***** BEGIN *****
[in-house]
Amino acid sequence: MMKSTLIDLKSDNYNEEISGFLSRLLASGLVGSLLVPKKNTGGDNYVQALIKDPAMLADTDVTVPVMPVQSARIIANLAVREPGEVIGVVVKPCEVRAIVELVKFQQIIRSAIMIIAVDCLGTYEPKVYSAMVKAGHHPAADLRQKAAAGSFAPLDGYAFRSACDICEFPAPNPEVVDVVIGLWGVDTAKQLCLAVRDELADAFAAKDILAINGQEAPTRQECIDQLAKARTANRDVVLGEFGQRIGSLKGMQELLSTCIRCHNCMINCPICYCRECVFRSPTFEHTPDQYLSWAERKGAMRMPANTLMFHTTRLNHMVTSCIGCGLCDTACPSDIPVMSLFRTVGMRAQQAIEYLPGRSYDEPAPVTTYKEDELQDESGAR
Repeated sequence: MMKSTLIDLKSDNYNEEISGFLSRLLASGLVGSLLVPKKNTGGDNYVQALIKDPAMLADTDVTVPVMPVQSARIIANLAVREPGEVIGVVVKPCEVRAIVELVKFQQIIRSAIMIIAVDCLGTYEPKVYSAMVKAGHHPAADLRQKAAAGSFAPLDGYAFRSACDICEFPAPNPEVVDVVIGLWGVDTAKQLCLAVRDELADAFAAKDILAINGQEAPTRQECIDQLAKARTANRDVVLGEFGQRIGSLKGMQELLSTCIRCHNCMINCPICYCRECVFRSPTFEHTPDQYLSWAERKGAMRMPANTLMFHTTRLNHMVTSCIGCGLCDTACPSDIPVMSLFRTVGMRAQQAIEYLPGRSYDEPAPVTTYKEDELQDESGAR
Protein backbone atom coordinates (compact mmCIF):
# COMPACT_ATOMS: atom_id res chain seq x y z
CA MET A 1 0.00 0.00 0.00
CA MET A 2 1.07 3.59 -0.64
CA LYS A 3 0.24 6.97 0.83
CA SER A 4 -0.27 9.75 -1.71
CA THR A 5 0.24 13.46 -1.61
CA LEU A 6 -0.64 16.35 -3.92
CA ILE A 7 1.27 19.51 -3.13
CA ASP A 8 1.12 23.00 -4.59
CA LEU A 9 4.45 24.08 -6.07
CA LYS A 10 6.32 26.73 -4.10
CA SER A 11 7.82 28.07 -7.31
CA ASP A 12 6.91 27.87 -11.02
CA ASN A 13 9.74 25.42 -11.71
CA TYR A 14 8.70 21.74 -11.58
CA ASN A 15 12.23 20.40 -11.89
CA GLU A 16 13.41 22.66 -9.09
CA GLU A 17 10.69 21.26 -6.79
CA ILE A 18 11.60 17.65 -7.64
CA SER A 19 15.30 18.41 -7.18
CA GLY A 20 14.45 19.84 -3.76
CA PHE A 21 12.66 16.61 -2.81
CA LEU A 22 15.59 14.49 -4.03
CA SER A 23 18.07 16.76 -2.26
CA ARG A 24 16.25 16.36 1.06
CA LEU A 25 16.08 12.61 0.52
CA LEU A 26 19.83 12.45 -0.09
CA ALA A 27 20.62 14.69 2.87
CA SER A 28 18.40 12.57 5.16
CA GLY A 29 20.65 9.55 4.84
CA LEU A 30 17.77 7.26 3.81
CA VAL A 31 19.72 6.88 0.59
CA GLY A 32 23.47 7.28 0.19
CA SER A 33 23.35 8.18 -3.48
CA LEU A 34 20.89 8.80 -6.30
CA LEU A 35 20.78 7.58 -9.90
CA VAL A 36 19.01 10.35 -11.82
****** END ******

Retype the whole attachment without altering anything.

[in-house]
Amino acid sequence: MMKSTLIDLKSDNYNEEISGFLSRLLASGLVGSLLVPKKNTGGDNYVQALIKDPAMLADTDVTVPVMPVQSARIIANLAVREPGEVIGVVVKPCEVRAIVELVKFQQIIRSAIMIIAVDCLGTYEPKVYSAMVKAGHHPAADLRQKAAAGSFAPLDGYAFRSACDICEFPAPNPEVVDVVIGLWGVDTAKQLCLAVRDELADAFAAKDILAINGQEAPTRQECIDQLAKARTANRDVVLGEFGQRIGSLKGMQELLSTCIRCHNCMINCPICYCRECVFRSPTFEHTPDQYLSWAERKGAMRMPANTLMFHTTRLNHMVTSCIGCGLCDTACPSDIPVMSLFRTVGMRAQQAIEYLPGRSYDEPAPVTTYKEDELQDESGAR
Repeated sequence: MMKSTLIDLKSDNYNEEISGFLSRLLASGLVGSLLVPKKNTGGDNYVQALIKDPAMLADTDVTVPVMPVQSARIIANLAVREPGEVIGVVVKPCEVRAIVELVKFQQIIRSAIMIIAVDCLGTYEPKVYSAMVKAGHHPAADLRQKAAAGSFAPLDGYAFRSACDICEFPAPNPEVVDVVIGLWGVDTAKQLCLAVRDELADAFAAKDILAINGQEAPTRQECIDQLAKARTANRDVVLGEFGQRIGSLKGMQELLSTCIRCHNCMINCPICYCRECVFRSPTFEHTPDQYLSWAERKGAMRMPANTLMFHTTRLNHMVTSCIGCGLCDTACPSDIPVMSLFRTVGMRAQQAIEYLPGRSYDEPAPVTTYKEDELQDESGAR
Protein backbone atom coordinates (compact mmCIF):
# COMPACT_ATOMS: atom_id res chain seq x y z
CA MET A 1 0.00 0.00 0.00
CA MET A 2 1.07 3.59 -0.64
CA LYS A 3 0.24 6.97 0.83
CA SER A 4 -0.27 9.75 -1.71
CA THR A 5 0.24 13.46 -1.61
CA LEU A 6 -0.64 16.35 -3.92
CA ILE A 7 1.27 19.51 -3.13
CA ASP A 8 1.12 23.00 -4.59
CA LEU A 9 4.45 24.08 -6.07
CA LYS A 10 6.32 26.73 -4.10
CA SER A 11 7.82 28.07 -7.31
CA ASP A 12 6.91 27.87 -11.02
CA ASN A 13 9.74 25.42 -11.71
CA TYR A 14 8.70 21.74 -11.58
CA ASN A 15 12.23 20.40 -11.89
CA GLU A 16 13.41 22.66 -9.09
CA GLU A 17 10.69 21.26 -6.79
CA ILE A 18 11.60 17.65 -7.64
CA SER A 19 15.30 18.41 -7.18
CA GLY A 20 14.45 19.84 -3.76
CA PHE A 21 12.66 16.61 -2.81
CA LEU A 22 15.59 14.49 -4.03
CA SER A 23 18.07 16.76 -2.26
CA ARG A 24 16.25 16.36 1.06
CA LEU A 25 16.08 12.61 0.52
CA LEU A 26 19.83 12.45 -0.09
CA ALA A 27 20.62 14.69 2.87
CA SER A 28 18.40 12.57 5.16
CA GLY A 29 20.65 9.55 4.84
CA LEU A 30 17.77 7.26 3.81
CA VAL A 31 19.72 6.88 0.59
CA GLY A 32 23.47 7.28 0.19
CA SER A 33 23.35 8.18 -3.48
CA LEU A 34 20.89 8.80 -6.30
CA LEU A 35 20.78 7.58 -9.90
CA VAL A 36 19.01 10.35 -11.82